But when one day she overhears two hunters arguing about the existence, or not, of her kind, she starts wondering if she's indeed the last unicorn, and sets off on a quest to find others like her. Nobody believes in fairy tales anymore and everyone she meets thinks she's nothing more than a white mare. Even Mommy Fortuna, who captures her one night while she's indiscreetly sleeping on the edge of a wood, and puts her in a cage to entertain and impress customers of her Midnight Carnival, alongside other animals that the witch turns into various illusory mythical beasts. Hopefully, one of Fortuna's assistants, Schmendrick the wannabe magician, recognizes the unicorn for what she really is. He releases her, and travelling together, meeting a new companion called Molly Grue on the way, they make for King Haggard's cursed castle. There lives the terrible Red Bull, the blind, devilish creature responsible for the disappearance of the unicorns, or so they've heard.
The Last Unicorn is a real fairy tale, where everything seems to happen in a kind of ethereal, parallel reality. Beagle’s style is such that every place, every character, and every action that takes place is hard to focus on, as if it were a dream that you're trying to remember. And on the other hand, it approaches very real themes, ones you can relate to, such as finding who you are and what you want to be, or making the right choices and compromises in your life... I won't say I understood it all, but I was charmed by this deep, very poetic, and sad tale of love and magic, good and evil, by this quest for seasons of candor, when we believe in fairy tales and legendary creatures.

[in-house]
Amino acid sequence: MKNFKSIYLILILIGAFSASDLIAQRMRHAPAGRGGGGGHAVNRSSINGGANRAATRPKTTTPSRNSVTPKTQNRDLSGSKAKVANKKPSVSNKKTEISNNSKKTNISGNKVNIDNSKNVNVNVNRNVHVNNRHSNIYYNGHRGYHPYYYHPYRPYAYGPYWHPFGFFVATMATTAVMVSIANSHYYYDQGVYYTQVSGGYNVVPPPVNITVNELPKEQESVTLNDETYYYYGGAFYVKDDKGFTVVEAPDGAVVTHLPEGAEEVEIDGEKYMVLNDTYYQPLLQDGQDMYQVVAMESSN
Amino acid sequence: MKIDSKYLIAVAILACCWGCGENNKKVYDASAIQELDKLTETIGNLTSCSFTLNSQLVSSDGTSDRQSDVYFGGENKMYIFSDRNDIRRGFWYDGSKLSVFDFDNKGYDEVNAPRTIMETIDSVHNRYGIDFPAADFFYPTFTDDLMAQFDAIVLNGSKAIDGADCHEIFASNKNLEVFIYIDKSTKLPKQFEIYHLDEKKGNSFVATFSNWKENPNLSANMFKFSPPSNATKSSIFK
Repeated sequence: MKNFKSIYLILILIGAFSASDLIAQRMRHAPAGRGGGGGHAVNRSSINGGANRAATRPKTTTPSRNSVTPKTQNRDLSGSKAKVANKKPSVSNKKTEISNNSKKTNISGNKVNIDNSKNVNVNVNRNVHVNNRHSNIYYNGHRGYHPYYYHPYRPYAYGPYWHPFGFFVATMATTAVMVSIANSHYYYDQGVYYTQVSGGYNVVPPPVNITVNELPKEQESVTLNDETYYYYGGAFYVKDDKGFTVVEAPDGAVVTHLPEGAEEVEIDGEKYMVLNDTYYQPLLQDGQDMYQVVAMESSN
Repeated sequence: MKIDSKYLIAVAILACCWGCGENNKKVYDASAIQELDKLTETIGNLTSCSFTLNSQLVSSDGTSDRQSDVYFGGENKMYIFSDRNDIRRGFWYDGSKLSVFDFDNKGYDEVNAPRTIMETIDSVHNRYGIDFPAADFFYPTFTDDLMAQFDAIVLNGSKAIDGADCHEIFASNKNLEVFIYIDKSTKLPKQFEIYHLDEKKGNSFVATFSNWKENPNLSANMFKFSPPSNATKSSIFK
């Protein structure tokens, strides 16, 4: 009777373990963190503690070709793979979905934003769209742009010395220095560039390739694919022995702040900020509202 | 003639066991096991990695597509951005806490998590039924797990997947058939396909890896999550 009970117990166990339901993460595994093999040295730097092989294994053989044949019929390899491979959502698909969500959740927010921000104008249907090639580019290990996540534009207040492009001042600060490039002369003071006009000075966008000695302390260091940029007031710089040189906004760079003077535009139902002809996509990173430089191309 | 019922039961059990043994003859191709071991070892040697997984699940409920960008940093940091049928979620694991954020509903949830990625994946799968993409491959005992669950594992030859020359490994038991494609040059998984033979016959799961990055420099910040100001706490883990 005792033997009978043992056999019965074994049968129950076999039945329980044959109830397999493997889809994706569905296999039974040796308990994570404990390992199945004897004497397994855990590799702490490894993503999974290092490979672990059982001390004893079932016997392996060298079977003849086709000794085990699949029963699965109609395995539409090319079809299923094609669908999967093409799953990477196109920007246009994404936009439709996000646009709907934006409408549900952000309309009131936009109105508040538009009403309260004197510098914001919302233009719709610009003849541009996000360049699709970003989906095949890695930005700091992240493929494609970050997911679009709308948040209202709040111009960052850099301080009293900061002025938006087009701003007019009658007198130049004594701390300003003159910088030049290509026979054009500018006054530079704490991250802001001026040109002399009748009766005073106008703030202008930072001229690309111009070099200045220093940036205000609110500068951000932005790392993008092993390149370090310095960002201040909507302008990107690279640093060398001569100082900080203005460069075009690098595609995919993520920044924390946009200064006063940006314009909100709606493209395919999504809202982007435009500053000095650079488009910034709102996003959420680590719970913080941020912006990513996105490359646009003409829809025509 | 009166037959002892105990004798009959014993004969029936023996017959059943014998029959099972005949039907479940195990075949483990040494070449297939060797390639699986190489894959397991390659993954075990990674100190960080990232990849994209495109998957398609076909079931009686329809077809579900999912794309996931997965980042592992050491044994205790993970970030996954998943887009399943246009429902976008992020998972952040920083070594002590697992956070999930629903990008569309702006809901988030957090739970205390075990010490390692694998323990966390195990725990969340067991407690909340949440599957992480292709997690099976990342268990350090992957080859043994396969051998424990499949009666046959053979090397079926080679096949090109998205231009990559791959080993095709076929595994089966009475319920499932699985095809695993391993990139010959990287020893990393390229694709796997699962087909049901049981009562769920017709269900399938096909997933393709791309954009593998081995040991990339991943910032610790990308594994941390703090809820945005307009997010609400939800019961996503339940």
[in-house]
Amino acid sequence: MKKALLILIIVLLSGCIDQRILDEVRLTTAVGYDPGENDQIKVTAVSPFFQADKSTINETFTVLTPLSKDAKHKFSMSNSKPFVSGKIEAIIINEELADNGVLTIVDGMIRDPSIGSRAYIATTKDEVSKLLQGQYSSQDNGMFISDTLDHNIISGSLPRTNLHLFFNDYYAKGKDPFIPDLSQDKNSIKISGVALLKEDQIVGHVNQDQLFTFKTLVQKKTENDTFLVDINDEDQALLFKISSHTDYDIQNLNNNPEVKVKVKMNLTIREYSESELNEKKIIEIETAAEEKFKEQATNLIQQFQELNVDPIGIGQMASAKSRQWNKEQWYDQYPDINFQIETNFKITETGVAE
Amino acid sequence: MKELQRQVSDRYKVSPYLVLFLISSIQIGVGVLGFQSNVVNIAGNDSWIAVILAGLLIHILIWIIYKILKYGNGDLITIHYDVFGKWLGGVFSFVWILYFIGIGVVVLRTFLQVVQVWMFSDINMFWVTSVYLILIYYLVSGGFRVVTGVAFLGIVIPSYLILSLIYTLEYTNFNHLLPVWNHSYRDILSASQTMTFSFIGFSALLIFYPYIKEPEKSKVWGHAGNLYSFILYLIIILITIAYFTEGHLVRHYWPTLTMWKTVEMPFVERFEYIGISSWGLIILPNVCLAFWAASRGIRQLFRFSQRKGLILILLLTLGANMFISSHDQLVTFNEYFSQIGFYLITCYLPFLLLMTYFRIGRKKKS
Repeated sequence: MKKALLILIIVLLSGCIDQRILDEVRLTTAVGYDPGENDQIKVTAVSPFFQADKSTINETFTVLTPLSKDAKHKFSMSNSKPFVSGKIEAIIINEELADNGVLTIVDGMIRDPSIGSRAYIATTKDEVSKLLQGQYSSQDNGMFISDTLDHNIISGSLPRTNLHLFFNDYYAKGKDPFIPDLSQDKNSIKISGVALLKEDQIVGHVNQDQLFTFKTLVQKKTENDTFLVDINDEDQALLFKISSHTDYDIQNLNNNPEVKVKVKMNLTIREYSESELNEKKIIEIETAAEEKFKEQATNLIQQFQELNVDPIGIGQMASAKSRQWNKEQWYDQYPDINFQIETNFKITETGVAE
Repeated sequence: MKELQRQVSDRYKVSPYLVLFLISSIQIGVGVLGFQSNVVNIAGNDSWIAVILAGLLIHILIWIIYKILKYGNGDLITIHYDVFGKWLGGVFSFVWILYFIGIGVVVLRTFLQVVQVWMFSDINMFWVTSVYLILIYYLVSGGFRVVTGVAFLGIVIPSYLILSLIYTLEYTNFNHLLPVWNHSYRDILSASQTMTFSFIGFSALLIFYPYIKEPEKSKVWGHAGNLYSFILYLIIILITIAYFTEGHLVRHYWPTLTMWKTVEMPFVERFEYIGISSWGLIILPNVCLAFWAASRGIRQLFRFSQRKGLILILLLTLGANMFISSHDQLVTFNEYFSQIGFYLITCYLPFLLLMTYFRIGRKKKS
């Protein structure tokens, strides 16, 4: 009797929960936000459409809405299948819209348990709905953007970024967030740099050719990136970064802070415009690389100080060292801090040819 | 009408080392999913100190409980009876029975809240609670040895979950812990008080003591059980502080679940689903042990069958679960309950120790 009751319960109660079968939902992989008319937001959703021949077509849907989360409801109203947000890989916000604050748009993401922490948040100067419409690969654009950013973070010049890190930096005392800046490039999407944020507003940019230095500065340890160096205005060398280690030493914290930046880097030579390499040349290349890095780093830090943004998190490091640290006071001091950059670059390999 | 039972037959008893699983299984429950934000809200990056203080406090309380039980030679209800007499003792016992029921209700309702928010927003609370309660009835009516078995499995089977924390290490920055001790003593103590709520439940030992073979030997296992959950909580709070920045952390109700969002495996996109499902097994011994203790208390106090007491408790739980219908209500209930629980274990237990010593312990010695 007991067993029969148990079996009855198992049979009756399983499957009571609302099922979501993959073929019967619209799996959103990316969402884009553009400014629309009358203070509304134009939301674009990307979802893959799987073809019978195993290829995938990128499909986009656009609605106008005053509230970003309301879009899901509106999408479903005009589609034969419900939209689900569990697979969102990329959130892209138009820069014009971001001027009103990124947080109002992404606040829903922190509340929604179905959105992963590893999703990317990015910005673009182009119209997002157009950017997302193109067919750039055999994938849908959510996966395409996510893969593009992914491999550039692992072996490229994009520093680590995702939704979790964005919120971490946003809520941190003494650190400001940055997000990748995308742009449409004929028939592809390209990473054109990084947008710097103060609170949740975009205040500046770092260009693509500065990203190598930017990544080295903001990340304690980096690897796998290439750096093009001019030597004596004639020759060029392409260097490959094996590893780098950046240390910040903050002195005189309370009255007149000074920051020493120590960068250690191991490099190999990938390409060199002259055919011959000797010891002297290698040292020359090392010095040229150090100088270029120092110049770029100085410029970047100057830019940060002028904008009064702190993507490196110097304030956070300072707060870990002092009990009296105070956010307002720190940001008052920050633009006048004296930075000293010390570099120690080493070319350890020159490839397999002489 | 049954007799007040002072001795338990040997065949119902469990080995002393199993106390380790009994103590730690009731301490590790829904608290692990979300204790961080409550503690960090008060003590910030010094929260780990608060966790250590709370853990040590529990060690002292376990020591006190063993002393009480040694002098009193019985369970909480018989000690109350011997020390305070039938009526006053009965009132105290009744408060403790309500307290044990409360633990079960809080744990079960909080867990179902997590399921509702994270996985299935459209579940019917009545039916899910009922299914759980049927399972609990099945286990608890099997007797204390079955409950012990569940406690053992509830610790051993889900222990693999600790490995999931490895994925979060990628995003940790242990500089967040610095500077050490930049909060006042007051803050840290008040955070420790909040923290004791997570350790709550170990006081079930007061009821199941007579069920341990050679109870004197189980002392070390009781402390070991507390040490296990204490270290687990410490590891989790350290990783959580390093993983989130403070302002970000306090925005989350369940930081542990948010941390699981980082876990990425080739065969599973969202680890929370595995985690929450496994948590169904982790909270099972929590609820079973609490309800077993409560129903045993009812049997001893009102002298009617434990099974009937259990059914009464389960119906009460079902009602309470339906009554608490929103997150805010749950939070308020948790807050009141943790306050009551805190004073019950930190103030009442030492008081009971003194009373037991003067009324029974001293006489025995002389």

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1 of 1 people found the following review helpful By mp on Jan. 21 2004
Format: Paperback
Along with the rest of the civilized world, my wandering memories often lead me back to two of my favorite childhood movies, "The Neverending Story" and "The Last Unicorn." Practically all I could remember of the latter was some skull yelling "Unicorn! Uuuunicorn!" That image and that voice have left a lingering discomfort in the back of my mind for years. A while back, I found a little time to investigate Michael Ende's novel, "The Neverending Story," and just recently, I managed to come across a copy of "The Last Unicorn," and I couldn't help but read it. In both cases, these novels have more than repayed my childhood memories, giving my adult mind philosophical and literary substance as well as real joy. Peter S. Beagle's 1968 novel, "The Last Unicorn," is much more than a simple fantasy story - though it is rife with magicians, mythical creatures, and all of the customary trappings. It is even more than a complex fantasy story - somehow Beagle enchants us into a timeless place where nothing seems unusual - "The Last Unicorn" creates a space for magic in our modern lives.